Hearing impairment has not been reported in individuals with SLC6A1-NDD; however, hearing assessment is recommended in all individuals with language delay.


Medical geneticist, certified genetic counselor, certified advanced genetic nurse

Treatment of Manifestations

Supportive care to improve quality of life, maximize function, and reduce complications is recommended. This ideally involves multidisciplinary care by specialists in relevant fields (see Table 5).

Table 5.

Treatment of Manifestations in Individuals with SLC6A1-Related Neurodevelopmental Disorder

Developmental delay / Intellectual disability See Developmental Delay / Intellectual Disability Management Issues.
  • Most persons w/SLC6A1-related seizures have generalized seizures.
  • ASM managed by experienced neurologist should be considered.
  • Many ASMs may be effective; none has been demonstrated effective specifically for this disorder.
  • Education of parents/caregivers 1
  • Standard mgmt using behavioral strategies & neuropharmacologic interventions
  • Stimulants could be considered for mgmt of ADHD.
  • Risperidone or aripiprazole are FDA-approved medications for irritability & aggression assoc w/ASD.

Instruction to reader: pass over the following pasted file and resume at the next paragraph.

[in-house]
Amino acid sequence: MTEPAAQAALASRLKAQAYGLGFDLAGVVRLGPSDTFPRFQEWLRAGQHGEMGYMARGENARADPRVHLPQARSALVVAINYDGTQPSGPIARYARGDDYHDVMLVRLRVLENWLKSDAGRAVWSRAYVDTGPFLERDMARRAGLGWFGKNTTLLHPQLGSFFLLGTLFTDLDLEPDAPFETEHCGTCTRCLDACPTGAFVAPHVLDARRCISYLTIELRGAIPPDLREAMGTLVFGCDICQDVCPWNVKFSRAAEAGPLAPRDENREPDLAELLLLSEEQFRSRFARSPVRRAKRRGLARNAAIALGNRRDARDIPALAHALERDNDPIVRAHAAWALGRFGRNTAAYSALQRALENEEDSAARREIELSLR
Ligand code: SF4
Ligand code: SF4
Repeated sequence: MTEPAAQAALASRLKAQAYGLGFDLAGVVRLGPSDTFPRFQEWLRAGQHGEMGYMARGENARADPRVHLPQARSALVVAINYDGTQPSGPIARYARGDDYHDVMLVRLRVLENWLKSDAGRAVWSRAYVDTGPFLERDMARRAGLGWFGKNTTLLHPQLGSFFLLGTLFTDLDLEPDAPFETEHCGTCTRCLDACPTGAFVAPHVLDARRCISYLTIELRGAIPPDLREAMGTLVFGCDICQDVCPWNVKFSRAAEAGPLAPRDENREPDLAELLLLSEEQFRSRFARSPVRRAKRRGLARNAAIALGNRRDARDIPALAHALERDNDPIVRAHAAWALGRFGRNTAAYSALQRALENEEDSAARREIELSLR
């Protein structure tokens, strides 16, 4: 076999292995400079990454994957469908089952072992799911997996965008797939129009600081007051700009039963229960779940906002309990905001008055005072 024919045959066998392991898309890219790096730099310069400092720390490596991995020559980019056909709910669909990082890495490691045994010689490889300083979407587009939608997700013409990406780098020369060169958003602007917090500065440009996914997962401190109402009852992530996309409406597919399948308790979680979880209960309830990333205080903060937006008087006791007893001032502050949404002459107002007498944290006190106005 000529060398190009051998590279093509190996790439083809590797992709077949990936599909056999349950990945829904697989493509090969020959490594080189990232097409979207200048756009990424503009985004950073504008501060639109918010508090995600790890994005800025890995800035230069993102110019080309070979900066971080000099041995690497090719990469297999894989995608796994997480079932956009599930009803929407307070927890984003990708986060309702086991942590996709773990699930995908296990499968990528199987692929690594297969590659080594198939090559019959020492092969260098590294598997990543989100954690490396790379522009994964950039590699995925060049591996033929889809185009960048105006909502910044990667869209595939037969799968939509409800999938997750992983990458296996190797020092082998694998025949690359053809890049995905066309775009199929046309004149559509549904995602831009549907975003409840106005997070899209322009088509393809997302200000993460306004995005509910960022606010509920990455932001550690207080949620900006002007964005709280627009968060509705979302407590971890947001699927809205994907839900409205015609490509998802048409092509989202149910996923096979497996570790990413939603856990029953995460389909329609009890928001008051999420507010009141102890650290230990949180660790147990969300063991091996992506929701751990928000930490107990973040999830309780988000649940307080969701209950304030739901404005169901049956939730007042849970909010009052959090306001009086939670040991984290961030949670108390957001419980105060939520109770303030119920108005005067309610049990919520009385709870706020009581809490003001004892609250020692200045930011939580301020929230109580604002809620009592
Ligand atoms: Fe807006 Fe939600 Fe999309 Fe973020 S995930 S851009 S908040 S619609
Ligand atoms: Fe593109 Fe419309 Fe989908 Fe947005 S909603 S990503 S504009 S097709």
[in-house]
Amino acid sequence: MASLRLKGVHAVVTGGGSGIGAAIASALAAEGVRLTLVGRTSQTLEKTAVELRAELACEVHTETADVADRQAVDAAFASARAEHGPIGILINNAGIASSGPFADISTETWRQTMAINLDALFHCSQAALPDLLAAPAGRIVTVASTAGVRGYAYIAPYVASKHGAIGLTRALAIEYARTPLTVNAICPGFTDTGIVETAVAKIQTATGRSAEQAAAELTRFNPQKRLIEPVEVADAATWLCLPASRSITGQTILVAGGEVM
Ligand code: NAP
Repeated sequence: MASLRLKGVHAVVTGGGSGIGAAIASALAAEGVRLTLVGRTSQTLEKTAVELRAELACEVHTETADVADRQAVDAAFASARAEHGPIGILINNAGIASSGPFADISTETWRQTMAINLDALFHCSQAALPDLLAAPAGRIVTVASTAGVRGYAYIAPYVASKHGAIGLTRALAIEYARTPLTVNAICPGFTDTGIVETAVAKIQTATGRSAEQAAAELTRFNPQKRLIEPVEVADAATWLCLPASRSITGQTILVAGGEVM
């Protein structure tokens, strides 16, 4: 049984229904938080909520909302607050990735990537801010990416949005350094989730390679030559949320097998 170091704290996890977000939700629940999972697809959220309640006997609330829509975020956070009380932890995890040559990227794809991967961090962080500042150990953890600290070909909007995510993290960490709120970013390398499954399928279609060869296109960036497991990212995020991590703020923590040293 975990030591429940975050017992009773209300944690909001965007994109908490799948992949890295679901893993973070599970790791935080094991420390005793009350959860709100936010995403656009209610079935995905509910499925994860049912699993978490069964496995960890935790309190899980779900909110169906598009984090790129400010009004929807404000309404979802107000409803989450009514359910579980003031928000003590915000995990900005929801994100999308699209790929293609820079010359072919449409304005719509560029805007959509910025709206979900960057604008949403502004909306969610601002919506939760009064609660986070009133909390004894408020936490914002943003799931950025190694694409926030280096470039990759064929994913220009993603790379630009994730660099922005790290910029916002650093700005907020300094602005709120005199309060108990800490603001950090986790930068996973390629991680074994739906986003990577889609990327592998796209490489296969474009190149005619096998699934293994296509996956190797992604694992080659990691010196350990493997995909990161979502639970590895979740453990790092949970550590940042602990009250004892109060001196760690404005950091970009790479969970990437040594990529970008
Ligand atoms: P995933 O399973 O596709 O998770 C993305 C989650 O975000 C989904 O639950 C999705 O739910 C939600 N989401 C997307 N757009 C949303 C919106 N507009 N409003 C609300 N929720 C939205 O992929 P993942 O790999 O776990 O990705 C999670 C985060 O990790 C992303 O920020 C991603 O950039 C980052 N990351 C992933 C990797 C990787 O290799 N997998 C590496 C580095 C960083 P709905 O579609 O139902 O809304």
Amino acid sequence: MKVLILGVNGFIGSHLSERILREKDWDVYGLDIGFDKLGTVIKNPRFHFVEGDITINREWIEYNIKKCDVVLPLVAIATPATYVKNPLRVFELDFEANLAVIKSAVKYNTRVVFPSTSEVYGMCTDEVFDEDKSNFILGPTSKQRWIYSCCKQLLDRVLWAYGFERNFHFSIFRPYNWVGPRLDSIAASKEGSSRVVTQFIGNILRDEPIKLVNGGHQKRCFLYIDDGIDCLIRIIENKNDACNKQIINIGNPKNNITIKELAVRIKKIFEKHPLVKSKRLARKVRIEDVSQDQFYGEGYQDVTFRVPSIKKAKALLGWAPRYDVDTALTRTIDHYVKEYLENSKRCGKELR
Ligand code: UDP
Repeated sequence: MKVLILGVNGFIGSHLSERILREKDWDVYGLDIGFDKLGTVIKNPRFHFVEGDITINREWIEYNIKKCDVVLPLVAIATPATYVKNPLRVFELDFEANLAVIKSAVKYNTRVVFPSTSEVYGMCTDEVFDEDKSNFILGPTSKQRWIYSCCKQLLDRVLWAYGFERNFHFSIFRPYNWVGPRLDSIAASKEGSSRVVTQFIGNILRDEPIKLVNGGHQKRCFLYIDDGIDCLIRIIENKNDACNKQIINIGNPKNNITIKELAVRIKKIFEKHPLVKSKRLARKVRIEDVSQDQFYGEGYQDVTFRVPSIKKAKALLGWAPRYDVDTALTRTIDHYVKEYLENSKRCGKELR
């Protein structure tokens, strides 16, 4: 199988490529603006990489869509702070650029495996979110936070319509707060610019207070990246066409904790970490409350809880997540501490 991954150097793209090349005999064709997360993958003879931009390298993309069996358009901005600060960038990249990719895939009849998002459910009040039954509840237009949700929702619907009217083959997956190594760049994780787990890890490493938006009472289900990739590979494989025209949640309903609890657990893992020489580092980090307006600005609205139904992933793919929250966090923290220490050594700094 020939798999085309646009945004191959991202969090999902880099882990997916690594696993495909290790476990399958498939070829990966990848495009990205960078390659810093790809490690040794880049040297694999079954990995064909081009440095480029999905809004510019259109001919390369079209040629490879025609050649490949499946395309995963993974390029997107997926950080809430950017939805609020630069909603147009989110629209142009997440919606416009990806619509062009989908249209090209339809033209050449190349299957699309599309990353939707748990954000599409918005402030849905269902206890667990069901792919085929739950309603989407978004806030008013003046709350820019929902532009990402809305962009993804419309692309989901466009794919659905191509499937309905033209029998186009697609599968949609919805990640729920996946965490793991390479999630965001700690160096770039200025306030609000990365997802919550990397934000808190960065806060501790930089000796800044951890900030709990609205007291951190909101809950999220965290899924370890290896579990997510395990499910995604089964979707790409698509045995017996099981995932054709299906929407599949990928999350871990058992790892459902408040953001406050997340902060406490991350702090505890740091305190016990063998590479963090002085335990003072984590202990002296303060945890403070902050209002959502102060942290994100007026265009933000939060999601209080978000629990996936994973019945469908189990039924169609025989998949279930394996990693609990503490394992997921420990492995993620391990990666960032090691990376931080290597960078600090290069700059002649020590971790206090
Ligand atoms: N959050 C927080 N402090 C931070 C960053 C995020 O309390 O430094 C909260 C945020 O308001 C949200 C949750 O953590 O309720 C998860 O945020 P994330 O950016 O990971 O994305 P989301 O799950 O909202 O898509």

Sleep disorder
  • Standard mgmt using behavioral strategies & neuropharmacologic interventions
  • Treatments for sleep may incl sleep hygiene, melatonin, clonidine, or trazodone.
Bowel dysfunction Standard treatments for constipation & diarrhea
  • Ensure appropriate social work involvement to connect families w/local resources, respite, & support.
  • Coordinate care to manage multiple subspecialty appointments, equipment, medications, & supplies.
  • Ongoing assessment of need for palliative care involvement &/or home nursing
  • Consider involvement in adaptive sports or Special Olympics.

ADHD = attention-deficit/hyperactivity disorder; ASD = autism spectrum disorder; ASM = anti-seizure medication


Education of parents/caregivers regarding common seizure presentations is appropriate. For information on non-medical interventions and coping strategies for children diagnosed with epilepsy, see Epilepsy Foundation Toolbox.

Developmental Delay / Intellectual Disability Management Issues

The following information represents typical management recommendations for individuals with developmental delay / intellectual disability in the US; standard recommendations may vary from country to country.